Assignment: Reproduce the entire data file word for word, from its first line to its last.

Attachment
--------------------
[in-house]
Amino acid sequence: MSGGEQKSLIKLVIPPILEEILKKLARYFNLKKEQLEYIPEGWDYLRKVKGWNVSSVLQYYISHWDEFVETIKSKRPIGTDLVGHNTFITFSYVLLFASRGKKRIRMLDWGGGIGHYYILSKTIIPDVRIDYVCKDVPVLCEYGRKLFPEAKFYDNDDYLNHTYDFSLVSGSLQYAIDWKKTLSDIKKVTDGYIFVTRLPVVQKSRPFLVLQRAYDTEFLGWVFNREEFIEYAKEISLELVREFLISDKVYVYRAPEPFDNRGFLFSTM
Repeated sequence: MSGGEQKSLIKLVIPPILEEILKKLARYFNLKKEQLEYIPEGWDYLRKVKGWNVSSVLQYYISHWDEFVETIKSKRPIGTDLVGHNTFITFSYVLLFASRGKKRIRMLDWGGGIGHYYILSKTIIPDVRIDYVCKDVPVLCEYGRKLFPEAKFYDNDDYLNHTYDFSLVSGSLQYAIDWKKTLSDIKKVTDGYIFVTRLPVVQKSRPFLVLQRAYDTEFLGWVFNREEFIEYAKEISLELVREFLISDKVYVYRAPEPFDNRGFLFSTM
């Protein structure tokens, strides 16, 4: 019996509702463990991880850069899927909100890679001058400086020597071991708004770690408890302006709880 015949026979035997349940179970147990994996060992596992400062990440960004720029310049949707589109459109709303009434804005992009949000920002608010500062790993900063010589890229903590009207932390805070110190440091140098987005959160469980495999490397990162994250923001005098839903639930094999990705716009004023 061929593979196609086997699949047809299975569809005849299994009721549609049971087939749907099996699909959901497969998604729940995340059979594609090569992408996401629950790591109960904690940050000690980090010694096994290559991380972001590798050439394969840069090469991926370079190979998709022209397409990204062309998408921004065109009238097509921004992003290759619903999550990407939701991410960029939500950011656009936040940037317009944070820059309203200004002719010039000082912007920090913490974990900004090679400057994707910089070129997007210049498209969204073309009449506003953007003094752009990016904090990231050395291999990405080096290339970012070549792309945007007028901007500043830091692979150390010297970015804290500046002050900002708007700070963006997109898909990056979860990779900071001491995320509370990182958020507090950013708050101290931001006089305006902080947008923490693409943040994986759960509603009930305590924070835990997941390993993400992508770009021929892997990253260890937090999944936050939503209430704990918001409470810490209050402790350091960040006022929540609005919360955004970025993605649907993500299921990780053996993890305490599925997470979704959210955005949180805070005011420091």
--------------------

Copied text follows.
[in-house]
Amino acid sequence: MSGGEQKSLIKLVIPPILEEILKKLARYFNLKKEQLEYIPEGWDYLRKVKGWNVSSVLQYYISHWDEFVETIKSKRPIGTDLVGHNTFITFSYVLLFASRGKKRIRMLDWGGGIGHYYILSKTIIPDVRIDYVCKDVPVLCEYGRKLFPEAKFYDNDDYLNHTYDFSLVSGSLQYAIDWKKTLSDIKKVTDGYIFVTRLPVVQKSRPFLVLQRAYDTEFLGWVFNREEFIEYAKEISLELVREFLISDKVYVYRAPEPFDNRGFLFSTM
Repeated sequence: MSGGEQKSLIKLVIPPILEEILKKLARYFNLKKEQLEYIPEGWDYLRKVKGWNVSSVLQYYISHWDEFVETIKSKRPIGTDLVGHNTFITFSYVLLFASRGKKRIRMLDWGGGIGHYYILSKTIIPDVRIDYVCKDVPVLCEYGRKLFPEAKFYDNDDYLNHTYDFSLVSGSLQYAIDWKKTLSDIKKVTDGYIFVTRLPVVQKSRPFLVLQRAYDTEFLGWVFNREEFIEYAKEISLELVREFLISDKVYVYRAPEPFDNRGFLFSTM
């Protein structure tokens, strides 16, 4: 019996509702463990991880850069899927909100890679001058400086020597071991708004770690408890302006709880 015949026979035997349940179970147990994996060992596992400062990440960004720029310049949707589109459109709303009434804005992009949000920002608010500062790993900063010589890229903590009207932390805070110190440091140098987005959160469980495999490397990162994250923001005098839903639930094999990705716009004023 061929593979196609086997699949047809299975569809005849299994009721549609049971087939749907099996699909959901497969998604729940995340059979594609090569992408996401629950790591109960904690940050000690980090010694096994290559991380972001590798050439394969840069090469991926370079190979998709022209397409990204062309998408921004065109009238097509921004992003290759619903999550990407939701991410960029939500950011656009936040940037317009944070820059309203200004002719010039000082912007920090913490974990900004090679400057994707910089070129997007210049498209969204073309009449506003953007003094752009990016904090990231050395291999990405080096290339970012070549792309945007007028901007500043830091692979150390010297970015804290500046002050900002708007700070963006997109898909990056979860990779900071001491995320509370990182958020507090950013708050101290931001006089305006902080947008923490693409943040994986759960509603009930305590924070835990997941390993993400992508770009021929892997990253260890937090999944936050939503209430704990918001409470810490209050402790350091960040006022929540609005919360955004970025993605649907993500299921990780053996993890305490599925997470979704959210955005949180805070005011420091």